As a candidate in 2016, President Donald Trump pledged to renegotiate the North American Free Trade Agreement and to terminate it “if we don’t get the deal we want.” After 13 months of diplomatic negotiations, plus further political wrangling within Washington, a replacement takes effect on Wednesday with modest changes in some areas, significant additions in others and a new name, the U.S.-Mexico-Canada Agreement.

1. What happens to Nafta?

It enters the history books, having guided trade among the U.S., Canada and Mexico for more than 26 years, starting on Jan. 1, 1994. It phased out tariffs on most goods, creating what was for a time the world’s largest free-trade zone and gradually tripling trade among the three countries. It integrated North American supply chains in auto manufacturing and other industries and removed barriers to foreign investment and cross-border trade in services.

2. How does the USMCA change things?

Though Trump has depicted it as altogether different -- “The terrible NAFTA will soon be gone. The USMCA will be fantastic for all!” -- even a fellow Republican, Senate Finance Chairman Chuck Grassley, said 95% of the new deal “is the same as Nafta.” Still, some industries will notice changes. For automakers, new rules require more vehicle components to be made in North America, with a portion made by workers earning an average of at least $16 per hour. Canada will allow more imports of U.S. dairy products. Both Canada and Mexico will increase the value of goods that can be imported duty-free. Internet platforms can’t be held liable for third-party content, and companies can’t be required to store their data locally. Canada is also increasing its copyright protection term.

3. Why did Nafta have to be renegotiated?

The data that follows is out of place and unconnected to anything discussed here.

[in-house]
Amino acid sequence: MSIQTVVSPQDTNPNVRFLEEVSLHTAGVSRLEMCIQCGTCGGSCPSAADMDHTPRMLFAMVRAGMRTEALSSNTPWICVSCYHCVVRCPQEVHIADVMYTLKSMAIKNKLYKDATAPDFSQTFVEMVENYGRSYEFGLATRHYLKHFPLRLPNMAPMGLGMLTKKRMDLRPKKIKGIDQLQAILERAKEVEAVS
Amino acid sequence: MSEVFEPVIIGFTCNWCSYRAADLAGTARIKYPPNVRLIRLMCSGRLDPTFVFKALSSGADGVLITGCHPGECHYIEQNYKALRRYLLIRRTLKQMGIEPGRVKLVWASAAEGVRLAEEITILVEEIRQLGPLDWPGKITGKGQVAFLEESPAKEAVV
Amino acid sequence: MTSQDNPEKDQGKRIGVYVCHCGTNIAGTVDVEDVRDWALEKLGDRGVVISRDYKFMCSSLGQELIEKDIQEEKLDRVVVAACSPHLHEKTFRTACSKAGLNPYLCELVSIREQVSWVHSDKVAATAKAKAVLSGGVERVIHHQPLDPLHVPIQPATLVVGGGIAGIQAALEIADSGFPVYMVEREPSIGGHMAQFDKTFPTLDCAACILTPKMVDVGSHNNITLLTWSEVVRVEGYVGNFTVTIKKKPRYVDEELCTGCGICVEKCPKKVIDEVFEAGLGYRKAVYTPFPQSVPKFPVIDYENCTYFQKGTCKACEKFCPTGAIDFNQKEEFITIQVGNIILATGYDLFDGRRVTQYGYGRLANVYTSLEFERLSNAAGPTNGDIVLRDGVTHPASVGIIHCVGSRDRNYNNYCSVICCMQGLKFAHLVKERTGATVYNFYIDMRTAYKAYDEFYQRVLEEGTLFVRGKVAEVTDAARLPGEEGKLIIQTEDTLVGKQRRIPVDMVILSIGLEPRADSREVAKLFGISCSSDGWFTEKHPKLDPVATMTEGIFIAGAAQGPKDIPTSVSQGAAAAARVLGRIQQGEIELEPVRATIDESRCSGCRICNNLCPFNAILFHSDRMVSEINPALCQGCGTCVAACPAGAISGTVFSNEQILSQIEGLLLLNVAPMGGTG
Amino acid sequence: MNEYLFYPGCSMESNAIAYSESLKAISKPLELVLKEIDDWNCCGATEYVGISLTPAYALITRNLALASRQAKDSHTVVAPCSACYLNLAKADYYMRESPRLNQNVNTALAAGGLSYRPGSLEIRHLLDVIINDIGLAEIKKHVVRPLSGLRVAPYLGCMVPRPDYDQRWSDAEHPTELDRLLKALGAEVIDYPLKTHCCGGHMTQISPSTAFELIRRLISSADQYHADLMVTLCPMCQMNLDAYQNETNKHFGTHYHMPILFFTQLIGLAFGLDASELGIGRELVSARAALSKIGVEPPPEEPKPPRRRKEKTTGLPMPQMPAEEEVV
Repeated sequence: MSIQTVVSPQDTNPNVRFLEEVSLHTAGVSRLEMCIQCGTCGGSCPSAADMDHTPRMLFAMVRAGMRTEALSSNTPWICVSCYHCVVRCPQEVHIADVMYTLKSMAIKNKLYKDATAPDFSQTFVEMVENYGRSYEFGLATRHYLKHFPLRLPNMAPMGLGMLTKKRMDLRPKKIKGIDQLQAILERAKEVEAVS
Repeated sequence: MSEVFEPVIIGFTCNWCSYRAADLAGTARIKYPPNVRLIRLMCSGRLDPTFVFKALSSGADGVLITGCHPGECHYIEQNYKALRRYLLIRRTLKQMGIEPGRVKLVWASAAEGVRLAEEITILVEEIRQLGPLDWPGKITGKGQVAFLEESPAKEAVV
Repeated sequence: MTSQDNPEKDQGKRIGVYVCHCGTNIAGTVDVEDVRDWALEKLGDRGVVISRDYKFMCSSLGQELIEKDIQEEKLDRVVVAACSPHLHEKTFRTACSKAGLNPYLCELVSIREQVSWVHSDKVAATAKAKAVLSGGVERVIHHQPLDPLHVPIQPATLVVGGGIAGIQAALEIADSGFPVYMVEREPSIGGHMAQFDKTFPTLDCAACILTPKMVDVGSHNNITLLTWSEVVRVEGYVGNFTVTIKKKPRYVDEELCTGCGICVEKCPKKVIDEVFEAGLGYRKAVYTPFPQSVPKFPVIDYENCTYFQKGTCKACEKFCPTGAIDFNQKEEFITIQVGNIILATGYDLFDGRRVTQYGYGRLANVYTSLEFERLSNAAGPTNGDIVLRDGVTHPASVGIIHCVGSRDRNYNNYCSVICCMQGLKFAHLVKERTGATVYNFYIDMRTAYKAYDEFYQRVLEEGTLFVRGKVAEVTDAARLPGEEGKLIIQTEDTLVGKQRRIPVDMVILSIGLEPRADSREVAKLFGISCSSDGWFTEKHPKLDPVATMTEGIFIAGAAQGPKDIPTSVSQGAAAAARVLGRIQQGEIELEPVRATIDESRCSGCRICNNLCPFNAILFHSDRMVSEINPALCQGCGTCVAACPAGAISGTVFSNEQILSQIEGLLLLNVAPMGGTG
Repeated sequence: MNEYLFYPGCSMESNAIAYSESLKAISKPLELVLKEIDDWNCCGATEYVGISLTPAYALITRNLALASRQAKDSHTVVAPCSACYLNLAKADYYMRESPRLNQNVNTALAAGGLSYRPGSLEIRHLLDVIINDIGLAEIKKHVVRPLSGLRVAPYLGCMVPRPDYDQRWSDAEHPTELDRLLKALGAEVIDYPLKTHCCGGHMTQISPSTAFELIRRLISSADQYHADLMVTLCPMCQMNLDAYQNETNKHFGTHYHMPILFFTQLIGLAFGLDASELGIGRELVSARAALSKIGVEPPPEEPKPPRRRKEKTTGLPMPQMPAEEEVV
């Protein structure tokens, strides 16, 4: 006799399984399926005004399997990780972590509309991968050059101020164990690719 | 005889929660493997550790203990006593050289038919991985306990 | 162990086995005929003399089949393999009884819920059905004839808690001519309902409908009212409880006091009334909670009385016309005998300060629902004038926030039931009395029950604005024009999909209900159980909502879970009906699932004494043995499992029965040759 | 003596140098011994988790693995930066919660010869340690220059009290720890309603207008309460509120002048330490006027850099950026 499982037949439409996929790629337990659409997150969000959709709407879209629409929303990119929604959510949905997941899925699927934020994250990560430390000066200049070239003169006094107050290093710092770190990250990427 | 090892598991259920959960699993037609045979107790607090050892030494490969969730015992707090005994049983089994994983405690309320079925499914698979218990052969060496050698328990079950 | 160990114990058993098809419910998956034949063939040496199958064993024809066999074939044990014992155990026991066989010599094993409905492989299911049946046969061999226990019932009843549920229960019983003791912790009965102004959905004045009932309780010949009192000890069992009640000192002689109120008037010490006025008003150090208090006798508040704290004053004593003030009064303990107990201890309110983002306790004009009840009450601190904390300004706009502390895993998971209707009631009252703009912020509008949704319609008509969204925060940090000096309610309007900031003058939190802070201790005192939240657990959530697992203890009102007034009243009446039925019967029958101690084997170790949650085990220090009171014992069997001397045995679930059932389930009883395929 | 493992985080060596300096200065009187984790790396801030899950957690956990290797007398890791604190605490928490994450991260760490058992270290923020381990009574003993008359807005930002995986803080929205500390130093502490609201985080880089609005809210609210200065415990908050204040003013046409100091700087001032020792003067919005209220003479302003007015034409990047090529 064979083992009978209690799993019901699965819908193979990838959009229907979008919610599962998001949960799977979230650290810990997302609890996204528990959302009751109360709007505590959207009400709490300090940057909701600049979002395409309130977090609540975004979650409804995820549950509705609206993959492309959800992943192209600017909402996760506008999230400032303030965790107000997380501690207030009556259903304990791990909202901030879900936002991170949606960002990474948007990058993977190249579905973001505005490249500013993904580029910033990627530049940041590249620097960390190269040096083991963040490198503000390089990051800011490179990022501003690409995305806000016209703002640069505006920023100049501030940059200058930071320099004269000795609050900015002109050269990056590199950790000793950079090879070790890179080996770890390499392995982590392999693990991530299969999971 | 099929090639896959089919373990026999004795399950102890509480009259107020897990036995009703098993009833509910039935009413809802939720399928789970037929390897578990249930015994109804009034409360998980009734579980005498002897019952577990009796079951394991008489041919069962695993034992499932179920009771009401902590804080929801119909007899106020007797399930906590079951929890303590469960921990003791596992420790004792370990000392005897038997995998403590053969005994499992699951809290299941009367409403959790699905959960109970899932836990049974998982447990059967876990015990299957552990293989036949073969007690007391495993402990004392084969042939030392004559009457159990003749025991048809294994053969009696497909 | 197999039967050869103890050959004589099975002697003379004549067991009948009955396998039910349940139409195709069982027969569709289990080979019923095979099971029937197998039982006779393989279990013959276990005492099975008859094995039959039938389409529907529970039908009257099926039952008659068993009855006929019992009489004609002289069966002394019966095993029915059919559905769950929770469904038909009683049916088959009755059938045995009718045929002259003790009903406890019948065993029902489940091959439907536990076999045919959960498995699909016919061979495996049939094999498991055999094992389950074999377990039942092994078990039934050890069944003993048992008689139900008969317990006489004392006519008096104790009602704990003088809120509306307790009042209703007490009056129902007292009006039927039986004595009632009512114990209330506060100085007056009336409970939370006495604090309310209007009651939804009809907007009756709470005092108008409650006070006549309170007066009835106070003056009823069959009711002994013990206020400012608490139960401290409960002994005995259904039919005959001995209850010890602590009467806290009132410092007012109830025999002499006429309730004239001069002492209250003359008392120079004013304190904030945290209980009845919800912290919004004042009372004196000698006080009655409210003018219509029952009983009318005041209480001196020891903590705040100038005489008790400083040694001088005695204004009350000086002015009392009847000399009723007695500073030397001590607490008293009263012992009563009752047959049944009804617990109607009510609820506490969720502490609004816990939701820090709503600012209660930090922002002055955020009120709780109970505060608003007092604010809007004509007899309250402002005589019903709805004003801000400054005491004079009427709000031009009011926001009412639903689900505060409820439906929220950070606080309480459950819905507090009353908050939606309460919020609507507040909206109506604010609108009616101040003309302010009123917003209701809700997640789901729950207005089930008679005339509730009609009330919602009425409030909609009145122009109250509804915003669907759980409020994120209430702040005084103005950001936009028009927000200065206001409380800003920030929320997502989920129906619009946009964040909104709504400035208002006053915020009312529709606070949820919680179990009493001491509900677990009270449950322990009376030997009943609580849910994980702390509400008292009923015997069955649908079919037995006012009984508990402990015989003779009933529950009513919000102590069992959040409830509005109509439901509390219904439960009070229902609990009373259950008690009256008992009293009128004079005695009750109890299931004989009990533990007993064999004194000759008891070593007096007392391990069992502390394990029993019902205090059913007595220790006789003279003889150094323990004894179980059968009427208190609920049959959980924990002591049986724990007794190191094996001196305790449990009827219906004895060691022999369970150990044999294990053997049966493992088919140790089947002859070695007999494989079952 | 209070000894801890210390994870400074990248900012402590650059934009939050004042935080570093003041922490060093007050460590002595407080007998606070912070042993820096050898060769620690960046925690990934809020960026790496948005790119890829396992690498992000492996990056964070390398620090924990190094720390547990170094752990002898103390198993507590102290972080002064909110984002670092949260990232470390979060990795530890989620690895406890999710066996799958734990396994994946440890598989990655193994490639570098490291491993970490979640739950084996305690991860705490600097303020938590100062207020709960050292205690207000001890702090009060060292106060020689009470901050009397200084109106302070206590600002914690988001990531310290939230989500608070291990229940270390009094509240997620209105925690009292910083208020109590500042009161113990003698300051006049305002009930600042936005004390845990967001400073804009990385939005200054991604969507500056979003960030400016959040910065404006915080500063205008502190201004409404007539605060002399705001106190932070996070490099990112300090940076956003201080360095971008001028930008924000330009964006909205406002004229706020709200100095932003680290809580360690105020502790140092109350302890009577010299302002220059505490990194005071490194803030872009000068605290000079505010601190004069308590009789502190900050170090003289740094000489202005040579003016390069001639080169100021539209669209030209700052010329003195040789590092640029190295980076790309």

Calling it the “worst deal in U.S. history,” Trump blamed Nafta for increasing the U.S. trade deficit and sending manufacturing jobs to Mexico. Though economists argue over Nafta’s impact on the U.S., most objective analyses have found it didn’t cause major aggregate American job losses but also didn’t significantly boost gross domestic product there. Trump wasn’t alone in calling Nafta inadequate. The deal, implemented when the name Amazon referred only to the forest, couldn’t have anticipated e-commerce and digital trade, for instance.

4. How will things improve for the U.S.?

The U.S. International Trade Commission found it will boost U.S. trade with Mexico and Canada by about 5% overall, resulting in a 0.35% GDP increase in its sixth year. It will increase U.S. workers’ annual incomes by an average of $150 and increase employment by 0.12%, or roughly 176,000 jobs. Trump has said the pact could bring more than 1 million jobs to the U.S., far beyond other estimates.

5. Is everyone so positive?

An International Monetary Fund assessment was less rosy for the U.S. It said the agreement will reduce the country’s “welfare” (a measurement of consumption) by $794 million, while boosting Canada’s by $734 million and Mexico’s by $597 million -- “relatively small” effects at the aggregate level. Just implementing the deal will benefit businesses by providing increased certainty about the future, especially because it largely exempts Canada and Mexico from future auto tariffs. The deal won’t, however, stop the U.S. from reviving tariffs on Canadian aluminum that American officials say respond to an oversupply from the north.

6. What held up the USMCA?

The deal was in limbo for months as U.S. opposition Democrats, who control the House of Representatives, successfully negotiated several changes before ratifying it. The revised agreement removes a loophole in Nafta that allowed any country to object to the formation of enforcement panels. It adds new labor provisions, including a labor-specific dispute panel system and an inter-agency committee to monitor labor rights in Mexico. Democrats also succeeded in removing a provision that would have guaranteed 10 years of data protection for biologic drugs.

For more articles like this, please visit us at bloomberg.com

©2020 Bloomberg L.P.